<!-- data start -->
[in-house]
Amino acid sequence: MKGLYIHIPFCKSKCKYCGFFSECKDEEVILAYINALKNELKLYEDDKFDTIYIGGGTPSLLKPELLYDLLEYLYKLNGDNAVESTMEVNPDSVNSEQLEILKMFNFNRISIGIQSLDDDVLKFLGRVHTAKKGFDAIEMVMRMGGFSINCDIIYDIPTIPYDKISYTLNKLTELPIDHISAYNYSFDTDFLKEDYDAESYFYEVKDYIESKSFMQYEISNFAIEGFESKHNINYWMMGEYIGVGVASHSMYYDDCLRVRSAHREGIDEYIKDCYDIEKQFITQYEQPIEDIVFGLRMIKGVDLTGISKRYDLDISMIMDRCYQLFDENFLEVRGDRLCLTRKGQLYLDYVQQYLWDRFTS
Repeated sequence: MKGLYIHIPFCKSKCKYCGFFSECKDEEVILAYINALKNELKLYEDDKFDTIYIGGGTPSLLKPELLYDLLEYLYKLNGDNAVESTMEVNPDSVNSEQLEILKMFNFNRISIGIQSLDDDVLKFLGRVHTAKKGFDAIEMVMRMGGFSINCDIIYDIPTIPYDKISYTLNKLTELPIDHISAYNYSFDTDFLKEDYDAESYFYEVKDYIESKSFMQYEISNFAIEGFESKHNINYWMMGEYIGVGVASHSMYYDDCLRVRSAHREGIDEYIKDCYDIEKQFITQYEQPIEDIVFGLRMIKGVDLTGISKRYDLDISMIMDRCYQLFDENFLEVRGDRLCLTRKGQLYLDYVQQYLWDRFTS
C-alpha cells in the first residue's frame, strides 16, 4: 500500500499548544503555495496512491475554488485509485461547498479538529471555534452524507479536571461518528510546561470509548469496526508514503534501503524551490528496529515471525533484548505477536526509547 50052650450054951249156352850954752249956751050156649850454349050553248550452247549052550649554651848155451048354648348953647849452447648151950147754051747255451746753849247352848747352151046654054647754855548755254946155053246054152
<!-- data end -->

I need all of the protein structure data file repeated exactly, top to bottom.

[in-house]
Amino acid sequence: MKGLYIHIPFCKSKCKYCGFFSECKDEEVILAYINALKNELKLYEDDKFDTIYIGGGTPSLLKPELLYDLLEYLYKLNGDNAVESTMEVNPDSVNSEQLEILKMFNFNRISIGIQSLDDDVLKFLGRVHTAKKGFDAIEMVMRMGGFSINCDIIYDIPTIPYDKISYTLNKLTELPIDHISAYNYSFDTDFLKEDYDAESYFYEVKDYIESKSFMQYEISNFAIEGFESKHNINYWMMGEYIGVGVASHSMYYDDCLRVRSAHREGIDEYIKDCYDIEKQFITQYEQPIEDIVFGLRMIKGVDLTGISKRYDLDISMIMDRCYQLFDENFLEVRGDRLCLTRKGQLYLDYVQQYLWDRFTS
Repeated sequence: MKGLYIHIPFCKSKCKYCGFFSECKDEEVILAYINALKNELKLYEDDKFDTIYIGGGTPSLLKPELLYDLLEYLYKLNGDNAVESTMEVNPDSVNSEQLEILKMFNFNRISIGIQSLDDDVLKFLGRVHTAKKGFDAIEMVMRMGGFSINCDIIYDIPTIPYDKISYTLNKLTELPIDHISAYNYSFDTDFLKEDYDAESYFYEVKDYIESKSFMQYEISNFAIEGFESKHNINYWMMGEYIGVGVASHSMYYDDCLRVRSAHREGIDEYIKDCYDIEKQFITQYEQPIEDIVFGLRMIKGVDLTGISKRYDLDISMIMDRCYQLFDENFLEVRGDRLCLTRKGQLYLDYVQQYLWDRFTS
C-alpha cells in the first residue's frame, strides 16, 4: 500500500499548544503555495496512491475554488485509485461547498479538529471555534452524507479536571461518528510546561470509548469496526508514503534501503524551490528496529515471525533484548505477536526509547 50052650450054951249156352850954752249956751050156649850454349050553248550452247549052550649554651848155451048354648348953647849452447648151950147754051747255451746753849247352848747352151046654054647754855548755254946155053246054152